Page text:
• Reduces repetition and should cut down on time spent reviewing policy docs allowing more time on portfolios 

Common questions we received during the pilot:
Q: What qualifications are included within the Lead SV’s remit?
A: Qualifications included in the Lead Standards Verifier’s remit include:
Level 1 -7 NVQs/SVQs and other competence based qualifications

  • Components of an Apprenticeship framework (Levels 1-7) excluding the Functional Skills suite
  • Stand-alone BTEC specialist
  • New post 16 BTEC Technicals

Q: Does the LSV visit replace QMR?
A: If you run any BTEC First or National qualifications, you will still need to undergo QMR.
However, if you deliver BTEC specialist as stand-alone and you run competence based qualifications, you will not be required to undergo QMR.

Q: Who will look at CVs, staff CPD?
A: As this needs to be checked by an SV with the required CPD and occupational competence, this will still be checked by SV for that sector and not by the LSVs.

Q: How many visits will I receive?
A: You will receive one visit from your LSV, with further support throughout the year being provided remotely. In the first year of the new approach, you will receive one visit from your sector specific SV. However, the exact frequency and duration of sector specific Standards Verification visits will continue to reflect a centre’s performance, taking account of the number of assessment sites; number and throughput of learners; number and turnover of assessors; number and turnover of internal verifiers.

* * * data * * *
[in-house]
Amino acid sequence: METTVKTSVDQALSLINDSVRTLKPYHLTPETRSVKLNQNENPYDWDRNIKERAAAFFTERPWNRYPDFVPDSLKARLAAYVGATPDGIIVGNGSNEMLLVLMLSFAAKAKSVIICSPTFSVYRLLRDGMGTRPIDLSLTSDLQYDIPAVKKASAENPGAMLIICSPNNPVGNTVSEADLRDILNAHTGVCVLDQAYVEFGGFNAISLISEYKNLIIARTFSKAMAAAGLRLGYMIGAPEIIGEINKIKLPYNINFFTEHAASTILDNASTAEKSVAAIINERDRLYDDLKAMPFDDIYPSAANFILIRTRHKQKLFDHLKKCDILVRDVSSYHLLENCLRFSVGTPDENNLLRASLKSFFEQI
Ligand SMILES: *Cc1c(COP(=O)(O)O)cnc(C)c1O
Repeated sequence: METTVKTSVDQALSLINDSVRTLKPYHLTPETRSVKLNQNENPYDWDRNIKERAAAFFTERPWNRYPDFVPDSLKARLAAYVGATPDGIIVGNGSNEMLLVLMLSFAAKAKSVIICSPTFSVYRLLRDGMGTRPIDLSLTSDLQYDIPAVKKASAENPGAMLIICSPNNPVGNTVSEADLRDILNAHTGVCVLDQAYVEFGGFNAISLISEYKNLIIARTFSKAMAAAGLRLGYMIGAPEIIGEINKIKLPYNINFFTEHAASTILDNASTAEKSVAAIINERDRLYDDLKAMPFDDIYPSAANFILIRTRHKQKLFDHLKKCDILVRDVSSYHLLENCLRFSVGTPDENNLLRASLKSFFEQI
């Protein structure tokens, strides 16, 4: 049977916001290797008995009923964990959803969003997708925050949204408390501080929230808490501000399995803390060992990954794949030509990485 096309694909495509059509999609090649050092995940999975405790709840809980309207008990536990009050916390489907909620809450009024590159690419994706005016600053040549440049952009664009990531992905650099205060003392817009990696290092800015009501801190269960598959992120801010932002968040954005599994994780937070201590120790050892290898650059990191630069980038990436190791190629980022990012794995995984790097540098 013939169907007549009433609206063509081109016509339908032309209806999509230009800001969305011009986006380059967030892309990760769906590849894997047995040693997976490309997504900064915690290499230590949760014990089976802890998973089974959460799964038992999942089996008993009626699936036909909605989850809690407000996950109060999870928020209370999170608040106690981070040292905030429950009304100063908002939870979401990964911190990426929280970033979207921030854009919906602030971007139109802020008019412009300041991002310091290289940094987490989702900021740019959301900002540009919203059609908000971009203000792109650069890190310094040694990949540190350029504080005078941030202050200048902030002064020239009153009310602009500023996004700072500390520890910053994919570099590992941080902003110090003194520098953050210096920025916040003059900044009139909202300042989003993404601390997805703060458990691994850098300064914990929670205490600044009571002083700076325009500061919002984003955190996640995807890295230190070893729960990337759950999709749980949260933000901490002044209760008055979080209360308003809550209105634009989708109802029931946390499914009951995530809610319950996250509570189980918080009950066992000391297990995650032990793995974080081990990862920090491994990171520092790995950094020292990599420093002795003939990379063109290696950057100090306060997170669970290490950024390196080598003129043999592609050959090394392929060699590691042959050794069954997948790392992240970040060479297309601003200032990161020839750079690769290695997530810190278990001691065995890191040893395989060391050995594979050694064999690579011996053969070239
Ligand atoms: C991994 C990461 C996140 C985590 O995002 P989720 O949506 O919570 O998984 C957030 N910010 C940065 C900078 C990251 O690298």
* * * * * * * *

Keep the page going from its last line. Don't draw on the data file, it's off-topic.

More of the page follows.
Q: What if my certifications are urgent?
A: Your sector specific SVs will still receive their allocations as normal in October, if your allocations are urgent, you may let them or your allocated LSV know directly. Alternatively, you can let us know at

Quality Assurance Handbook 2017 – 2018
It is important to note that all recognition and approval criteria will remain the same and this will include the sanctions that apply. Details can be found in the current Quality Assurance Handbook. However, we will revise our Quality Assurance Handbook to reflect our new approach and the new LSV role. This will be available from September 2017.

Want to know more? 
We have planned four dates in July for online events designed for Quality Nominees. They will be designed to introduce you to the new Quality Assurance model. If you would like more information, please contact us at
Wednesday 19 July    12:00 – 13:30

  • Thursday 20 July        16:00 – 17:30
  • Wednesday 26 July    12:00 – 13:30
  • Thursday 27 July        16:00 – 17:30